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Phasing out biomass for district heating too quickly jeopardizes the climate goals. This is the conclusion of the Netherlands Environmental Assessment Agency (PBL) in its 'Advice on the phasing out of woody biobased raw materials for heat applications.'
Editorial office / The Hague

This advice was written at the request of the Dutch Department of Economic Affairs and Climate, which wants to phase out the use of woody biobased raw materials for low-temperature heat.

According to the PBL, it is unlikely that sufficient alternative heat sources can be scaled up before 2030 to compensate for the loss of biobased raw materials. Heating homes with the help of electric heat pumps is expensive, especially in existing buildings, it can overload the electricity networks, and demands a lot of available space for installations and a high level of insulation in buildings. The alternative, heating using sustainable gases and possibly hybrid heat pumps, is still in the early stages. There is also great uncertainty as to whether sufficient green gas and – in the longer term – sufficient sustainable hydrogen can be produced by 2030.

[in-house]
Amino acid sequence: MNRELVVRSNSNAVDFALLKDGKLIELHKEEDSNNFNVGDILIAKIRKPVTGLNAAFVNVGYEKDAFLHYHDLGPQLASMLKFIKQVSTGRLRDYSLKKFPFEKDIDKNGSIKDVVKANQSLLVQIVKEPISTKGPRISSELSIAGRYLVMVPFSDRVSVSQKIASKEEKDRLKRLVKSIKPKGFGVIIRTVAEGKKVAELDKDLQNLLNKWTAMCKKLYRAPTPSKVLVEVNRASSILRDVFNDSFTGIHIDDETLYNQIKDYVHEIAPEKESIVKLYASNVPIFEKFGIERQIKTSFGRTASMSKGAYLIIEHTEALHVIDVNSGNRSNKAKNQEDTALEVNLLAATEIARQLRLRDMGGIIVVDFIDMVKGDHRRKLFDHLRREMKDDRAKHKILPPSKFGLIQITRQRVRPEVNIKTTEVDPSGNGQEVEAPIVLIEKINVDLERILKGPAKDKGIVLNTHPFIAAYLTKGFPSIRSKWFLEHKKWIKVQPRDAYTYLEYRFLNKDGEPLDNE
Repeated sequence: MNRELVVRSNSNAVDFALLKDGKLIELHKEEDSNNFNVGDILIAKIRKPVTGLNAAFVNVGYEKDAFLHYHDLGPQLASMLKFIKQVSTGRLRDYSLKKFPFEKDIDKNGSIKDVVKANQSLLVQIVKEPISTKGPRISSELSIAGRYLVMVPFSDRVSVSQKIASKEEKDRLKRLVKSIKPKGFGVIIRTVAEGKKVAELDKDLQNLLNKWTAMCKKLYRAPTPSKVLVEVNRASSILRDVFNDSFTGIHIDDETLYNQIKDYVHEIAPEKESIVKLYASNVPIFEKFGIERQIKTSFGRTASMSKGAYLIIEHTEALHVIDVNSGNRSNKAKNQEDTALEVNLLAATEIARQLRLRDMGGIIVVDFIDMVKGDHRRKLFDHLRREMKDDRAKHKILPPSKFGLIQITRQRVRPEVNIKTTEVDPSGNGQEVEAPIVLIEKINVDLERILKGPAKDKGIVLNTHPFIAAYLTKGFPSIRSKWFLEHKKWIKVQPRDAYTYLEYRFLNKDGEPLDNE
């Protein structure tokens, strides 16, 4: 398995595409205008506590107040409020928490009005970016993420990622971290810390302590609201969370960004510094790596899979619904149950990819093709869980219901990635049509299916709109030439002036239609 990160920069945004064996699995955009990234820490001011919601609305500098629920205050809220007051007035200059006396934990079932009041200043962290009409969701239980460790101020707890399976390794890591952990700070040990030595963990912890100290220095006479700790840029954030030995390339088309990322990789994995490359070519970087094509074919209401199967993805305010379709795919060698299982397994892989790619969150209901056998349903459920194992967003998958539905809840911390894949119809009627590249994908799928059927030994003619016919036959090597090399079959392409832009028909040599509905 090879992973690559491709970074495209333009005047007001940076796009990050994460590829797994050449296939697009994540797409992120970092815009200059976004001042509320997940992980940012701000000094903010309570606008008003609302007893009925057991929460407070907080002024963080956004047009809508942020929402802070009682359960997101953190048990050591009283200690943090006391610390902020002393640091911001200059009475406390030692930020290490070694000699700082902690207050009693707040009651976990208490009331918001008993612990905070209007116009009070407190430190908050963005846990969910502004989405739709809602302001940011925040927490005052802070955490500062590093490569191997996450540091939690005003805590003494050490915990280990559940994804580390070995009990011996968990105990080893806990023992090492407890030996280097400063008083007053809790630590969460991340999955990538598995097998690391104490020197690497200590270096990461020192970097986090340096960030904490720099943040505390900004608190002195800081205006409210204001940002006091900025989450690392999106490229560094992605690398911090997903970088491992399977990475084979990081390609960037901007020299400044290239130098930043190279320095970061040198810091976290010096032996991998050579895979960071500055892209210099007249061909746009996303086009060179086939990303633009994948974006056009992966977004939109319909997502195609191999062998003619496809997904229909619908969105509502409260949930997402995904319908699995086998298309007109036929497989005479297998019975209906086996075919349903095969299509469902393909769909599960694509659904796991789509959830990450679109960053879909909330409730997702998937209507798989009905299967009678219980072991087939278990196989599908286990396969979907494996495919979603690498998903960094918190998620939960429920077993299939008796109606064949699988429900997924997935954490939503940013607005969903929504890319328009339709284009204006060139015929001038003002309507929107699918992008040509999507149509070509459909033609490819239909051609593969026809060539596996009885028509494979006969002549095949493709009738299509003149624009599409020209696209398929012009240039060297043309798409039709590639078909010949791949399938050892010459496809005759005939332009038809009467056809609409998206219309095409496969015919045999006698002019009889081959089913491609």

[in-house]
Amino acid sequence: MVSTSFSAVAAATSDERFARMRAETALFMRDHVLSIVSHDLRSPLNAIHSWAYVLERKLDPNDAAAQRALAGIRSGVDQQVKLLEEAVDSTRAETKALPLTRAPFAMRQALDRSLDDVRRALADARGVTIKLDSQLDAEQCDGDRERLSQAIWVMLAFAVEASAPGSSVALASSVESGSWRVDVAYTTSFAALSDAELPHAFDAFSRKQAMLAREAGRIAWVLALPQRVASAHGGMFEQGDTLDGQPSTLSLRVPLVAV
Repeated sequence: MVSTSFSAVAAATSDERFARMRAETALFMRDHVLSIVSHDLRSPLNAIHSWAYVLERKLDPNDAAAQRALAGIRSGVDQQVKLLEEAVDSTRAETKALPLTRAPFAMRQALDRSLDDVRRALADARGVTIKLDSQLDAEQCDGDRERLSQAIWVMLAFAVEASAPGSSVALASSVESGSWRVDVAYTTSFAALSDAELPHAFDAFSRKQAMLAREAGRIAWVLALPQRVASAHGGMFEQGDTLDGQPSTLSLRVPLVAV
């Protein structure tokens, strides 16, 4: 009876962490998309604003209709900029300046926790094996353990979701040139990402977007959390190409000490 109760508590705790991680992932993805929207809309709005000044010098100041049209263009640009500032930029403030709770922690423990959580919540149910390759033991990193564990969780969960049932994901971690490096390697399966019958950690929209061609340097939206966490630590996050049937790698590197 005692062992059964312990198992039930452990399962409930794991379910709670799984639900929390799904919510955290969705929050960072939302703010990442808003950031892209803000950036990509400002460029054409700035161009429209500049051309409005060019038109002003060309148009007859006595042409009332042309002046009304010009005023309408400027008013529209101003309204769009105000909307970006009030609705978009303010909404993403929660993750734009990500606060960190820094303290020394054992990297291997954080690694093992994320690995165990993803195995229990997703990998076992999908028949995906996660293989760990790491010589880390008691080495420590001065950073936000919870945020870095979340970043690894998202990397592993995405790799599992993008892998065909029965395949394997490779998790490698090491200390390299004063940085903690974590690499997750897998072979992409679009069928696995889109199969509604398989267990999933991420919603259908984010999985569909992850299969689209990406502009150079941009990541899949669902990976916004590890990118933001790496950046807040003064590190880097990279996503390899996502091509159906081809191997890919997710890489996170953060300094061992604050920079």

Negative effect

When phasing out heat from biomass, the sustainability ambition for heat networks from the Climate Agreement will probably have to be abandoned. The choice to phase out woody biobased raw materials quickly as a heat source can also have a negative effect on the long-term sustainability strategy for the built environment, concludes PBL.

Also read the new article about biomass and the Energy Agreement in Agro & Chemie.

Image: Louis Meulstee/PBL